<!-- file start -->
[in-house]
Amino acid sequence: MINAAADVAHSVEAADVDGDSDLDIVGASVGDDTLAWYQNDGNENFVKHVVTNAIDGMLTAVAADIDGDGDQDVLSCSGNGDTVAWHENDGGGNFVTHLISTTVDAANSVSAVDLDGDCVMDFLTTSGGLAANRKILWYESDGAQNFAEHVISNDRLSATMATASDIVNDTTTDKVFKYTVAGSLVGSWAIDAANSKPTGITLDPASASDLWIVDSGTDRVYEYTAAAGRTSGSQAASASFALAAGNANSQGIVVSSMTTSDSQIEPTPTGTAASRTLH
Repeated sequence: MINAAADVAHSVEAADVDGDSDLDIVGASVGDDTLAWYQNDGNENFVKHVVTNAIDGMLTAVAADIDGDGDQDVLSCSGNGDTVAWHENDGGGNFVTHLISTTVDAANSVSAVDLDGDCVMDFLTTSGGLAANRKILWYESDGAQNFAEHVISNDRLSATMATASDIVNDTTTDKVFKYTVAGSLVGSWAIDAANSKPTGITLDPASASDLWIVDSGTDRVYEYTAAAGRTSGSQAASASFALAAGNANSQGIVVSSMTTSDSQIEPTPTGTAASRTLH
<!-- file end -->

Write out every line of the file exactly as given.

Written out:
[in-house]
Amino acid sequence: MINAAADVAHSVEAADVDGDSDLDIVGASVGDDTLAWYQNDGNENFVKHVVTNAIDGMLTAVAADIDGDGDQDVLSCSGNGDTVAWHENDGGGNFVTHLISTTVDAANSVSAVDLDGDCVMDFLTTSGGLAANRKILWYESDGAQNFAEHVISNDRLSATMATASDIVNDTTTDKVFKYTVAGSLVGSWAIDAANSKPTGITLDPASASDLWIVDSGTDRVYEYTAAAGRTSGSQAASASFALAAGNANSQGIVVSSMTTSDSQIEPTPTGTAASRTLH
Repeated sequence: MINAAADVAHSVEAADVDGDSDLDIVGASVGDDTLAWYQNDGNENFVKHVVTNAIDGMLTAVAADIDGDGDQDVLSCSGNGDTVAWHENDGGGNFVTHLISTTVDAANSVSAVDLDGDCVMDFLTTSGGLAANRKILWYESDGAQNFAEHVISNDRLSATMATASDIVNDTTTDKVFKYTVAGSLVGSWAIDAANSKPTGITLDPASASDLWIVDSGTDRVYEYTAAAGRTSGSQAASASFALAAGNANSQGIVVSSMTTSDSQIEPTPTGTAASRTLH